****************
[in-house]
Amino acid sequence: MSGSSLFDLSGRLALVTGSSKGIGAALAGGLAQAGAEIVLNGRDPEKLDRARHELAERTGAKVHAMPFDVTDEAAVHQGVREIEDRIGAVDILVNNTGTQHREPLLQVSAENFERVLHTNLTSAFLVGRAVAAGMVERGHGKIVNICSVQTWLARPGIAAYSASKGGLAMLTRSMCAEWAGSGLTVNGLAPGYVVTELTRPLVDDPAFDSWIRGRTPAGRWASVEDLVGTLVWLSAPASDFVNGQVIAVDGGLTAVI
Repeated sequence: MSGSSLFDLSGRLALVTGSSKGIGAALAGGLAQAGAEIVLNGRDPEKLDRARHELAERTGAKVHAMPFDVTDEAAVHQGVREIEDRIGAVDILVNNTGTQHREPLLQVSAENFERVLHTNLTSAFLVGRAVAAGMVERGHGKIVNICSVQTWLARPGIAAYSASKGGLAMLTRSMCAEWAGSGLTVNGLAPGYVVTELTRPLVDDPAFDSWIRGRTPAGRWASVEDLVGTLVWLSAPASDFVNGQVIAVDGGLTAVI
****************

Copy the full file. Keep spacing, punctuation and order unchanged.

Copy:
[in-house]
Amino acid sequence: MSGSSLFDLSGRLALVTGSSKGIGAALAGGLAQAGAEIVLNGRDPEKLDRARHELAERTGAKVHAMPFDVTDEAAVHQGVREIEDRIGAVDILVNNTGTQHREPLLQVSAENFERVLHTNLTSAFLVGRAVAAGMVERGHGKIVNICSVQTWLARPGIAAYSASKGGLAMLTRSMCAEWAGSGLTVNGLAPGYVVTELTRPLVDDPAFDSWIRGRTPAGRWASVEDLVGTLVWLSAPASDFVNGQVIAVDGGLTAVI
Repeated sequence: MSGSSLFDLSGRLALVTGSSKGIGAALAGGLAQAGAEIVLNGRDPEKLDRARHELAERTGAKVHAMPFDVTDEAAVHQGVREIEDRIGAVDILVNNTGTQHREPLLQVSAENFERVLHTNLTSAFLVGRAVAAGMVERGHGKIVNICSVQTWLARPGIAAYSASKGGLAMLTRSMCAEWAGSGLTVNGLAPGYVVTELTRPLVDDPAFDSWIRGRTPAGRWASVEDLVGTLVWLSAPASDFVNGQVIAVDGGLTAVI